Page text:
“House of Sugar” has potential to be a solid album, but track after track it fails to deliver.
Alex G has been an indie superstar from his humble beginnings on bandcamp to collaborations with Frank Ocean. Even with his impressive fan base and incredible debut, more recently he has only released albums of borderline mediocrity.
Alex’s most recent project, “House of Sugar,” deals with themes of depression and addiction at the forefront. Songs like “Gretel” and “SugarHouse” exemplify the main concept of the album.
For example, the final track “SugarHouse” rounds off the album with jazzy instrumentation resembling the seductive nature of addiction.
But instead of making anything worthwhile to listen to, Alex only submerges his listeners into the same inability to escape from their problems. The problem being this album’s inability to progress.
Almost every single song feels like a repeat of the last. The dull repetition ingrained in the lyrics and instrumentation only make it worse. A prime example of this dilemma is in the track “Walk Away.”
Being four minutes of a fairly short album of 13 tracks, this track should have some sort of impact but it lacks any significance. Alex just drones on about walking away from something inescapable and it feels like a chore to listen to.
Similar to many tracks on the album, they either go on for too long or not long enough. Many tracks lack justification for the albums number of tracks and length which only end up wasting the listeners time.
While the album as a whole fails to offer anything of significance, there are still some good ideas sprinkled throughout. Songs like “Hope” and “Crime” actually expand upon the motifs of addiction and depression.
“Crime” is a track about the way in which Alex describes how he has used and manipulated in the past to get what he needs. This track is relieving in an otherwise meaningless pile of average songs.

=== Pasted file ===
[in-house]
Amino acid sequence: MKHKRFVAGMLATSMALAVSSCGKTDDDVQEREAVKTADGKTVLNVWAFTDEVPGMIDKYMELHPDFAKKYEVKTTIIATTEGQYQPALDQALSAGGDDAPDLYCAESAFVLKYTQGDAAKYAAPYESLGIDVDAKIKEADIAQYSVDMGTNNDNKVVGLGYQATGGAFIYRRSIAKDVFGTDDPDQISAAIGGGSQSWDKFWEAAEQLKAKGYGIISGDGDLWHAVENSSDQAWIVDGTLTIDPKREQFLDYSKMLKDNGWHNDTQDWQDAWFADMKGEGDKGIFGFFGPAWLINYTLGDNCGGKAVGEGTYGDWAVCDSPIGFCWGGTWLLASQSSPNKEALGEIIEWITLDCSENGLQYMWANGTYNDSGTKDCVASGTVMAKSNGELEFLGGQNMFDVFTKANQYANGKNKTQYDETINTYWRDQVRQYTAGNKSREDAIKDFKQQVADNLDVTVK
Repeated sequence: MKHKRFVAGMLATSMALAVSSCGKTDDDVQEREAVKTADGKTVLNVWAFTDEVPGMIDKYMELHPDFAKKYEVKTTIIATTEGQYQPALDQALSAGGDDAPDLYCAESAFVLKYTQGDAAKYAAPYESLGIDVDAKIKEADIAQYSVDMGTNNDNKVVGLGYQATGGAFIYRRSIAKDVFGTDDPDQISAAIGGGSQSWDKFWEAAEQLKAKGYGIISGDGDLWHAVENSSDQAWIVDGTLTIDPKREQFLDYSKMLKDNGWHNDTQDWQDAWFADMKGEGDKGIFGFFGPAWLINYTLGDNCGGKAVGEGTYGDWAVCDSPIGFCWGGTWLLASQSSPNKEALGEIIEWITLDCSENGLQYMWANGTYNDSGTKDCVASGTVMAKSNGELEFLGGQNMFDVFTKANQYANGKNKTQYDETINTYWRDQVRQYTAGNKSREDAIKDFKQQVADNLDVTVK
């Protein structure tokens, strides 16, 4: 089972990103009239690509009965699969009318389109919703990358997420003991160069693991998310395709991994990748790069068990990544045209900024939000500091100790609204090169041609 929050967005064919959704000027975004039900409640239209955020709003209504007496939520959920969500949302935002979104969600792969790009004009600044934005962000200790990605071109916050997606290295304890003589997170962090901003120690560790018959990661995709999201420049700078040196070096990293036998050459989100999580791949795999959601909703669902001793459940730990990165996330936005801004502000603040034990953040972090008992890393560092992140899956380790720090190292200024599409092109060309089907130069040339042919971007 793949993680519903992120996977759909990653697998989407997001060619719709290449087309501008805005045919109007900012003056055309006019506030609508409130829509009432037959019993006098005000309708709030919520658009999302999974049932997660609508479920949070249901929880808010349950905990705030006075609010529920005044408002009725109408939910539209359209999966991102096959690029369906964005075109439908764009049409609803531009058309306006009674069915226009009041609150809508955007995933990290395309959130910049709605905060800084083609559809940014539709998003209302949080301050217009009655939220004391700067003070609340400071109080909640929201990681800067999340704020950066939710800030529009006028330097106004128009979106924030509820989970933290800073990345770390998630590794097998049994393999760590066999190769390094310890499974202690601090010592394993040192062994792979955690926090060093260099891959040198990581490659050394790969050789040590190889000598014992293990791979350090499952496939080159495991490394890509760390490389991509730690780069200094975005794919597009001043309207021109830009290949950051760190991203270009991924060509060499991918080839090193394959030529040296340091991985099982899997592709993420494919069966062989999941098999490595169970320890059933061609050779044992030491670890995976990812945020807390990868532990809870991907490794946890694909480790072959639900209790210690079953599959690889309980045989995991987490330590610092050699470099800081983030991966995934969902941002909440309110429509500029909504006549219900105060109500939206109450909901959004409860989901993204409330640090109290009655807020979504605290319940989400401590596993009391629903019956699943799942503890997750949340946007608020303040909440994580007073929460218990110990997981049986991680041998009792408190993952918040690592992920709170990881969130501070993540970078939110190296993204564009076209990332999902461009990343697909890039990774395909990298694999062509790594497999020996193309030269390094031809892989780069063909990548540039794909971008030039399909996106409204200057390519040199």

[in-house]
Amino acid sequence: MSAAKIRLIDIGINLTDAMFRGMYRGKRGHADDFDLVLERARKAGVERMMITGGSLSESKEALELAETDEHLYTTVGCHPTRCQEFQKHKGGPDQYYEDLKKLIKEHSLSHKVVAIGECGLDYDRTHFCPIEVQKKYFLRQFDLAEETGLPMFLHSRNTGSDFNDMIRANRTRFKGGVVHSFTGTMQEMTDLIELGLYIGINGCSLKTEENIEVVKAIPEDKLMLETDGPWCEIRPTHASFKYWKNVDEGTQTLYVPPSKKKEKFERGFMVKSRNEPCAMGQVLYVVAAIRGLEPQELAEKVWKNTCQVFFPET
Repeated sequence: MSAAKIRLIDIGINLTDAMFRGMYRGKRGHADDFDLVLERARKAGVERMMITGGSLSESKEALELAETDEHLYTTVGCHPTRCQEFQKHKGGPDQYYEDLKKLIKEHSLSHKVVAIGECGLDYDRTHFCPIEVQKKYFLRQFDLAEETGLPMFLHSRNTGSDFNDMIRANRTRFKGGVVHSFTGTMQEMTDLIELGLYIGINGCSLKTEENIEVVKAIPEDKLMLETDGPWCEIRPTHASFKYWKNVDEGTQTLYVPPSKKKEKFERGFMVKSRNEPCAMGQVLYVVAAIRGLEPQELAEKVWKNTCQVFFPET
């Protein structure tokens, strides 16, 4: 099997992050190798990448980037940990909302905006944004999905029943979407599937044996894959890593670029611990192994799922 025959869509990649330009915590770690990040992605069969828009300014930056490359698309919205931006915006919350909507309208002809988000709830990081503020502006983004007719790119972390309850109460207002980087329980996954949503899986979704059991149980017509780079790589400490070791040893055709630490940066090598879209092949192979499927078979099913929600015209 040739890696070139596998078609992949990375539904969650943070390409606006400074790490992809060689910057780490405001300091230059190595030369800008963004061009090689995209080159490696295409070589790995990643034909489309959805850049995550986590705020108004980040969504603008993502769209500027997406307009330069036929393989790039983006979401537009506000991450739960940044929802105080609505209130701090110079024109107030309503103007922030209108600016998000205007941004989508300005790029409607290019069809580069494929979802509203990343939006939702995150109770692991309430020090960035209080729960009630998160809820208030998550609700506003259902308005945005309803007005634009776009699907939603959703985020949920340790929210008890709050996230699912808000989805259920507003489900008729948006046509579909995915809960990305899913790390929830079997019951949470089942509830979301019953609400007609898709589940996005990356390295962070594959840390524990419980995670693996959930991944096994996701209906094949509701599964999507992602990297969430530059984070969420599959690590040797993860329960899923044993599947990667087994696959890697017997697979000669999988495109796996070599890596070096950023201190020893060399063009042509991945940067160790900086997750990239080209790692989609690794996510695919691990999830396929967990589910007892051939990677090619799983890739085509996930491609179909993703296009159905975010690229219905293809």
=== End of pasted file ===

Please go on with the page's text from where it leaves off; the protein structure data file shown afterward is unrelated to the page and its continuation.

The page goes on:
Other songs, like “Gretel,” have dense layering of instrumentation that enhance the albums modal structure: modal being the expression of the songs motif and not focusing on normal song structure. This is when Alex really makes something special that should belong on a solid record.
On the other hand, for the majority of the album Alex fails to stick to his strengths and tries to make significance of dull instrumentation in songs like “Cow” or include meaningless electronic influence into songs like “Project 2.”
On albums like “DSU” and “Rules,” his experimental mix between country, folk and indie makes Alex G the artist that he is, not mind-numbing synths and drums.
Even the majority of the lyrics within the album are completely lackluster. Most lines are just repeated over and over without any significance and only make the average listener want to fall asleep to Alex’s lack of enthusiasm.
Alex attempts to express his yearning for simpler times, but he barely expands upon the simplicity of evening sunsets. This idea of the sky as referenced in the track “Southern Sky” is another example of Alex’s uninspired symbolism and inability to write anything of increased significance.
If you’re a fan of Alex’s prior work especially on albums such as “Rocket” this album should be able to scratch your Alex G itch. But for anyone not already a fan of Alex G’s work it’s hard to recommend.
If you’re getting into Alex G for the first time start at the beginning of his discography and work to the top. Even with that being said, “House of Sugar” is the epitome of mediocrity and fails to deliver on the potential of Alex G’s talent.